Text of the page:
Drillers work on a test well earlier in August on land at the corner of Thomas H. Delpit Drive and Myrtle Avenue to prepare for a scavenger well that the Capital Area groundwater commission is preparing in Baton Rouge. At the time of the photograph, the well had reached 1,400 feet. More test wells could be necessary before the scavenger well is built but, once finished, the scavenger well will be used to intercept salt water intrusion into the Southern Hills aquifer, the drinking water source for the region. The commission is also working on a strategic plan to manage the aquifer for the long term.

A state commission under fire over its management of groundwater in the Baton Rouge region agreed Wednesday to find a new full-time executive director and retain its existing part-time director in an advisory role.

The Capital Area Ground Water Conservation Commission created the new advisory position for longtime director Tony Duplechin. Members said they hope to find a full-time director by June 2020.

The moves came as one step among several to ramp up the commission's posture toward groundwater regulation, with the commission on Wednesday adopting a series of changes mostly without opposition.

Environmental activists, the Louisiana Legislative Auditor's Office and some commissioners have criticized the 44-year-old body over failing to better regulate groundwater withdrawals from the Southern Hills aquifer, which supplies drinking water to Baton Rouge and surrounding areas but suffers from saltwater intrusion in the city. 

Over the summer, the commission took an initial step toward finding a full-time director when Duplechin appeared to indicate he would step down as director; however, he later said he meant only that his retirement status with his prior job with the state would prevent him from working full time as the commission's director.

Some commissioners were pushing for a full-time director, arguing the demands of the job had changed and need the attention of a full-time leader. The commission, for example, is facing the task of developing a 50-year strategic plan to manage the Southern Hills aquifer.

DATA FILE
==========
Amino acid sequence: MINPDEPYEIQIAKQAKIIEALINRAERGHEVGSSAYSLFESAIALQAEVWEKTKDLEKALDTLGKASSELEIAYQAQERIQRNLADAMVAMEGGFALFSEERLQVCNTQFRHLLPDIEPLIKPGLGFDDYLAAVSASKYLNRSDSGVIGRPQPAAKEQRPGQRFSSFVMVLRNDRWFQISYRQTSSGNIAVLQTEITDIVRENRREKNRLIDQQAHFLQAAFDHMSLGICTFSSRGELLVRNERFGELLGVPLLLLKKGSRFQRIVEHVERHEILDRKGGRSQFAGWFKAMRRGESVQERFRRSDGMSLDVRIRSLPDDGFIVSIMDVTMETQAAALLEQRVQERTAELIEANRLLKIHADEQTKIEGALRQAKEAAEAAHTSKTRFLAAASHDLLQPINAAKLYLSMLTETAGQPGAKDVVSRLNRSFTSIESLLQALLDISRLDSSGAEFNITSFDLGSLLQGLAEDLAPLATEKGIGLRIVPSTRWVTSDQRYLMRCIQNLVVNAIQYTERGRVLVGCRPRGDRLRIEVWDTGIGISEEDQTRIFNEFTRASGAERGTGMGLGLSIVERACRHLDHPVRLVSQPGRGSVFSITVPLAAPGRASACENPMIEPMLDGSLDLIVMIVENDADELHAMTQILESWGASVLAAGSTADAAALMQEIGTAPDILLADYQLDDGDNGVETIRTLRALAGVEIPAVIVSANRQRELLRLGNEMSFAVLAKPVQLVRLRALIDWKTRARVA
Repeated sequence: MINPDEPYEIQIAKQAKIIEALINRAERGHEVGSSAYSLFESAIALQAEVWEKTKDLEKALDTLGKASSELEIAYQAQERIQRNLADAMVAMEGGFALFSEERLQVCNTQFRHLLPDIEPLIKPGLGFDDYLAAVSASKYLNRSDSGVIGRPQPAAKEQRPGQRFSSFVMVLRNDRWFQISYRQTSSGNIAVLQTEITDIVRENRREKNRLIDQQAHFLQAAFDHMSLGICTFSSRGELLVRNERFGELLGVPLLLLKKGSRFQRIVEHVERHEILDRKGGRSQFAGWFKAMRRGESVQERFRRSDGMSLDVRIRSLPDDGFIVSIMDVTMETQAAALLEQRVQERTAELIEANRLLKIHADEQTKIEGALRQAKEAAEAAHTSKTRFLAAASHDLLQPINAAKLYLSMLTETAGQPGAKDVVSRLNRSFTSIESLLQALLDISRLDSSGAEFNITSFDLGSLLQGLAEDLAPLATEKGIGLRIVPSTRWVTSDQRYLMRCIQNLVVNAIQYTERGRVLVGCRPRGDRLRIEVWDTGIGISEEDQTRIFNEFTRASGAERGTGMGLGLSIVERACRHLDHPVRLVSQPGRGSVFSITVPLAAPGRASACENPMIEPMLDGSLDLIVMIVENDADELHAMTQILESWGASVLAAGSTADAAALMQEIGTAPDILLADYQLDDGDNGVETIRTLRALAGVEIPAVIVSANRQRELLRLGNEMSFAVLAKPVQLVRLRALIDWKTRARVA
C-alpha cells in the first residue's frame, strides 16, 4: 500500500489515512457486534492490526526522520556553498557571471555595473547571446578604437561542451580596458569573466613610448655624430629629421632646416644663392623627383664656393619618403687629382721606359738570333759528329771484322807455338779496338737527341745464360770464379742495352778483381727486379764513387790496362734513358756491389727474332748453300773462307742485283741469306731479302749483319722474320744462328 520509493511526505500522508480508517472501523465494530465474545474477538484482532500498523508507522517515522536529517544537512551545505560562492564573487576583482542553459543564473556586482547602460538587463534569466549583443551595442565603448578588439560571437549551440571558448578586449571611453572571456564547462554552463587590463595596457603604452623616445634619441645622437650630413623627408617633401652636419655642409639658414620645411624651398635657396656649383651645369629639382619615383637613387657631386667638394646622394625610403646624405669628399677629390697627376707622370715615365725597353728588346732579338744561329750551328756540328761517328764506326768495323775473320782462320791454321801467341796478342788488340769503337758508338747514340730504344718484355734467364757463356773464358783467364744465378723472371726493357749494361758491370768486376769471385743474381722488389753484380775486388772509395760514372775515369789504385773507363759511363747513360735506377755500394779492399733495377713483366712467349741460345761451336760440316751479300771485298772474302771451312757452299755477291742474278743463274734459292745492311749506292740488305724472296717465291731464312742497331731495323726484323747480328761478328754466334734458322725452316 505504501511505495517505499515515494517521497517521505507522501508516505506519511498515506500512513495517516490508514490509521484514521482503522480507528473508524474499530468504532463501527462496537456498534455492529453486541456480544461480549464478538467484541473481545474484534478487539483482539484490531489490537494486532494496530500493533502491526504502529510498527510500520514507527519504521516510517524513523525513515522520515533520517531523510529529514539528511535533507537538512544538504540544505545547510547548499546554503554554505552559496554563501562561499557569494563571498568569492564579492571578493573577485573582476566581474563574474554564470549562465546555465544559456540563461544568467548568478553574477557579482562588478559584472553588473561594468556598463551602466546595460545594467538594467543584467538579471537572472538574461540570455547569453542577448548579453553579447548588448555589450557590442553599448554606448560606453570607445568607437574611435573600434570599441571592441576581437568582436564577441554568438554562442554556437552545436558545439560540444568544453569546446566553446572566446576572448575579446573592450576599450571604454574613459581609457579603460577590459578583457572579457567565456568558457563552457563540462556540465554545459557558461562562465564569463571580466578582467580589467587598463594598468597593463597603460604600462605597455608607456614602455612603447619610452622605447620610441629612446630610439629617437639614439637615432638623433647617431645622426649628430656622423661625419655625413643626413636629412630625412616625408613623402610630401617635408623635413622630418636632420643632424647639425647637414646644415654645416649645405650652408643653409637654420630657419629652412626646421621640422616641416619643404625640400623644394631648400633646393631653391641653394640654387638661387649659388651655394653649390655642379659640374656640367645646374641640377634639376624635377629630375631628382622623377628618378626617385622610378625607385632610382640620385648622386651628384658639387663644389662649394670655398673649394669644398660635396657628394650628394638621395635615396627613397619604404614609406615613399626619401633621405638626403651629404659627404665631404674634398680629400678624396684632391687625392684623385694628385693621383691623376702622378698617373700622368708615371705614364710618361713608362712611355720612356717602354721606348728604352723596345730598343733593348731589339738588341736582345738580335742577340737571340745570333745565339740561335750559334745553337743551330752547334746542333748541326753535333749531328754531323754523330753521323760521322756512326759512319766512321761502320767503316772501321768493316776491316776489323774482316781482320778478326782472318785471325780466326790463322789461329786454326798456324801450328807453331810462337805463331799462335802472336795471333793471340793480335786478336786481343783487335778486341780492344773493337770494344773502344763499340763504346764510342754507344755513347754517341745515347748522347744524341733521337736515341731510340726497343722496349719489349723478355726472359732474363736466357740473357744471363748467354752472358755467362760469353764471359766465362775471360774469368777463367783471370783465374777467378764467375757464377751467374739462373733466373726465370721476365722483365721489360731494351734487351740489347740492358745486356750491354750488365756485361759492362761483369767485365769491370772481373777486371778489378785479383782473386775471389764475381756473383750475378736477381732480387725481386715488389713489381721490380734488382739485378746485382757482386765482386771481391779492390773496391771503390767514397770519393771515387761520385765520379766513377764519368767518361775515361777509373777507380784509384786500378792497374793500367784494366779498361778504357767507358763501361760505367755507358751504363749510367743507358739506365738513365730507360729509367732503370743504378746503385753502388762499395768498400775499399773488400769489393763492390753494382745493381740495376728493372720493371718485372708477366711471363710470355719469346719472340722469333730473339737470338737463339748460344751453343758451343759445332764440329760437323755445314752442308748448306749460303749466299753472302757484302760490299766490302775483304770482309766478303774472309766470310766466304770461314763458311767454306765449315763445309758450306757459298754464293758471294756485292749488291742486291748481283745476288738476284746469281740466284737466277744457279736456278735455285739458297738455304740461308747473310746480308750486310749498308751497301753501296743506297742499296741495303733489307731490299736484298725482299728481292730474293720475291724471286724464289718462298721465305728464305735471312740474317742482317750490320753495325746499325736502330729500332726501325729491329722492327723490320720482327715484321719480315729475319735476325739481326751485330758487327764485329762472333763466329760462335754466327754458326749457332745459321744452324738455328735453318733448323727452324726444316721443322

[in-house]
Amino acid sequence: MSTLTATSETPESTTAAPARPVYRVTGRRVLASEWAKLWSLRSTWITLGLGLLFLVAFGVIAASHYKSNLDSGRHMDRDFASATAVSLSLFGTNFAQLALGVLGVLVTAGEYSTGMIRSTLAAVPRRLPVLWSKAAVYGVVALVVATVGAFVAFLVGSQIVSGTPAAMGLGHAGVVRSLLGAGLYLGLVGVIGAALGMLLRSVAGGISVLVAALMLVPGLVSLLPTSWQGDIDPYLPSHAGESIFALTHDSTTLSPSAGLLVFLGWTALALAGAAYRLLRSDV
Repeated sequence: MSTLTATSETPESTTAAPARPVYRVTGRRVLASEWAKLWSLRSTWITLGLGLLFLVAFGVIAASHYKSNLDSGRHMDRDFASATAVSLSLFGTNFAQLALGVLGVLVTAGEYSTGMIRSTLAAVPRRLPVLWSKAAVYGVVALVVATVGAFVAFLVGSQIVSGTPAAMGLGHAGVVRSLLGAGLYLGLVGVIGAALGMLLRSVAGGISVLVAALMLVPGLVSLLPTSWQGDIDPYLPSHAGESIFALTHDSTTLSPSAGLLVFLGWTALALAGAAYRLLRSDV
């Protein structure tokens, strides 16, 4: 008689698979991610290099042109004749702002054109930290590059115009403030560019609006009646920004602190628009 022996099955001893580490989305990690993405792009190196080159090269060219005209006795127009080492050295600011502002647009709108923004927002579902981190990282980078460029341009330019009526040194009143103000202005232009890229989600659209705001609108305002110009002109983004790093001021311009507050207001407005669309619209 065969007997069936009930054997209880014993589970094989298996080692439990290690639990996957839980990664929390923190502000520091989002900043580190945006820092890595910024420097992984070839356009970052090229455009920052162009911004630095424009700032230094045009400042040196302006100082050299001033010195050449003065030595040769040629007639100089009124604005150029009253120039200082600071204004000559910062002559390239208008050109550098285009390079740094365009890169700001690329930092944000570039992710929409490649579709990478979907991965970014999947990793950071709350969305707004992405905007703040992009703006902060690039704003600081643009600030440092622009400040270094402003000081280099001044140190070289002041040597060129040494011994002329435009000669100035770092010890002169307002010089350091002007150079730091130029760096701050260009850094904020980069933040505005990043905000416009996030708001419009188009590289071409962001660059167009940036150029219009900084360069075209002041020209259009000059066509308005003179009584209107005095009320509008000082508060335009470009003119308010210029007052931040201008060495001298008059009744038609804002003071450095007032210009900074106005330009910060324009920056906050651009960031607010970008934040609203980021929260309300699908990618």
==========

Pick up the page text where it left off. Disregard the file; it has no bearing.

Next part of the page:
Commissioner William Daniel, an Ascension Parish official who is a Baton Rouge representative on the body, told other commissioners Wednesday the advisory position was being created to take advantage of Duplechin's institutional knowledge. Duplechin led the commission for eight years.

Also on Wednesday, the commission agreed:

  • to post meeting audio recordings online, have commission meetings bimonthly rather than quarterly, and pursue greater oversight on new wells.
  • to use analysts from the House Committee on Natural Resources and Environment, for free, to create policies and procedures and hired the law firm Marionneaux Kantrow to assist in that process at a cost of up to $12,500.
  • to seek an opinion from the state Attorney General's Office about whether the commission's authority to regulate pumping outweighs long-standing court precedent. Known as the "rule of capture," the precedent essentially makes groundwater, which is treated under the law as a shared public resource, available to anyone who can drill to get it.

Commissioner Joey Normand asserted that questions among some commissioners about the effect of this ruling have hindered their willingness to pursue legally enforceable limits on groundwater pumping in the aquifer.

Normand said the commission's legal adviser, Assistant Attorney General Harry Vorhoff, had already issued an opinion indicating the commission has the power to regulate pumping that supersedes the rule of capture but Normand said he wants a formal opinion from the state office because it would carry more weight to help convince his fellow commissioners.

"It still seems to be in some people's mind that the rule of capture still trumps our ability to limit pumping," Normand said.

Some commissioners, like Matt Reonas, a representative from the state Office of Conservation, and Daniel countered that even if the rule of capture were found to hold more sway, the commission still could find ways to regulate pumping.

Both men noted the same kind of rule applies to oil and gas drilling and that hasn't stopped the Office of Conservation. But they ended up agreeing to seek the opinion.

The commission currently has voluntary pumping limits on some water-bearing sands in the Southern Hills aquifer and set aside others for public supply. A scathing report from the Louisiana Legislative Auditor's Office issued earlier this year found the limits were ineffective in limiting groundwater pumping. 

In the same vein, the commission also supported new procedures that will require a vote before new well permits are issued and require the review and readoption of pumping limits every year. 

Barry Hugghins, chairman of the commission's technical committee, said after the commission adopted those new policies that though the commission has in the past tried to work through consensus, he believes it's time to make pumping limits legally enforceable.

He said the commission has asked industry and the public to conserve and tried to halt saltwater intrusion but it's not fair to ask limits from some and not have a way of legally preventing others from breaking the rules. 

"I'm just trying to do the right thing," Hugghins said. "As I said, the rules are written to stop the people who don't want to do right thing, and I think we need to have legally enforceable rules." 

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